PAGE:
Clinical Encounters is a case-based learning system, where users can write and share cases with their students or the public. As such, there is the potential to have a large database of cases available to the user. Handling the display of this large list of cases is important for ease of use. Here, our programmer discusses how we handle this display.

Summarizing Cases

The first step in deciding how to show users cases on the main menu was to figure out how we would condense the cases. Out of all of the information in each case, we needed information that could be used to quickly identify and describe the case. We decided on the following set of information:

  • Patient Name
  • Author Name
  • Short Case Description
  • Longer Case Summary
  • Case Difficulty
  • Case Audience
  • Modified Date
  • Case Record Number
  • Case Rating
  • Tags/Categories
  • Patient Image
  • Case vs Template

There were some changes from the beginning to get to the above, though. Initially, we wanted to have case version numbers. We have added limited support for adding character preview images to cases. Additionally, we now have a type for each case to represent private/public and regular/template case.

Some information is more important than others when it comes to identifying a case, so we chose to feature that info on the case preview itself. The other information not shown (primarily the Author, Date Modified, and Long Description) is still important, so we have moved it out into a separate side panel that is accessible by clicking on a case. This will be a way to see most of the information about a case.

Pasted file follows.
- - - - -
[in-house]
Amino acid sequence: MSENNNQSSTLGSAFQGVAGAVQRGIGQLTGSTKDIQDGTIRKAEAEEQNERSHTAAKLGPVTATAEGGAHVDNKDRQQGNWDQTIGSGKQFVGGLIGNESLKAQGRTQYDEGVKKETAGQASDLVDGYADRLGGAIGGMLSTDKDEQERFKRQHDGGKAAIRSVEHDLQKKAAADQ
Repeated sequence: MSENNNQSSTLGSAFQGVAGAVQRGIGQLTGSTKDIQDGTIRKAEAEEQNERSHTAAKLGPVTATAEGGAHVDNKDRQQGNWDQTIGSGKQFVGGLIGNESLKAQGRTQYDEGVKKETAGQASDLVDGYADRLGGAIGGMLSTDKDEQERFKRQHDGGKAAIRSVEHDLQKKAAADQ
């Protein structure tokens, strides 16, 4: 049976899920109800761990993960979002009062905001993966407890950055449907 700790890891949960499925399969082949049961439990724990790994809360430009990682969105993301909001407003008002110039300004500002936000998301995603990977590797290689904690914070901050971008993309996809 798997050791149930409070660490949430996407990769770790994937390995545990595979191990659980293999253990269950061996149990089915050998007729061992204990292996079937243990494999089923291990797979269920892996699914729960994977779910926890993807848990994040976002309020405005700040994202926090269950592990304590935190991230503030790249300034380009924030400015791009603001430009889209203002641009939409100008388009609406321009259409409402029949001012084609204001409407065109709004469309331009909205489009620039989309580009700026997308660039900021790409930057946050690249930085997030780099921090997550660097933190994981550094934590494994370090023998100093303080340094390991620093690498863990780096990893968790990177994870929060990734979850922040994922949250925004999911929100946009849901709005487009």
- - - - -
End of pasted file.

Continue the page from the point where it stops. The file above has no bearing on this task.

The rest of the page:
Not all of the information is shown to the user, though. There is also an associated filename and user account number tied to each case, but that is used simply for our reference to make sure the right case is pulled when a user requests to view or edit it. We also offer a difference between public and private cases, so personal or in-progress cases can still be uploaded to the server without letting the whole world see them.

To View or To Edit?

Another area of concern is how to offer the choice between viewing or, if you are the creator, editing the case. There have been several iterations of ideas over how to best handle this. The earliest method was to ask upfront “Would you like to edit or view cases?”. This was functional and had some benefits to it,22 like allowing us to preload the chosen scene before a case was chosen, but it seemed as if we were limiting users to one or the other, so we’ve taken a new approach.

View other user’s cases

View or edit your own case

Now users can select which mode they’d like to use when picking a case. If they created the case, then they can see the Edit button, allowing them to make further changes. Any other publicly published cases will only be viewable in the Reader mode. Sadly, this does not allow us to preload the scenes to improve loading times. The scene management in Unity will now allow for a simple way to preload two scenes and select only one despite efforts to work around this. Yet, cases will still load in 3 to 4 seconds when ignoring download times.

Display Options (Lists, Sorting, and Searching)

Of course, with case previews sized as they are above, space will fill up quickly even with just a few cases. To tackle this, we’ve added a number of features that will make it easier to browse through cases and find what is needed.

An alternate list view for cases

For starters, there is also an alternate list mode akin to Windows Explorer’s list or details mode. It keeps all of the information from the big preview and resizes it, reducing the extra space, making it easier to browse through a lot more cases at once. This will help those who know what they’re looking for find the right cases more easily.

We’ve also added ways to sort and search through cases. These will help limit the number of cases shown while narrowing results down and will help users search through cases even faster than before.

All in all, it comes together to make the main menu a place for users to quickly find and jump into their favorite cases. You can read more about the Clinical Encounters platform at its website and follow along with our development on the blogs.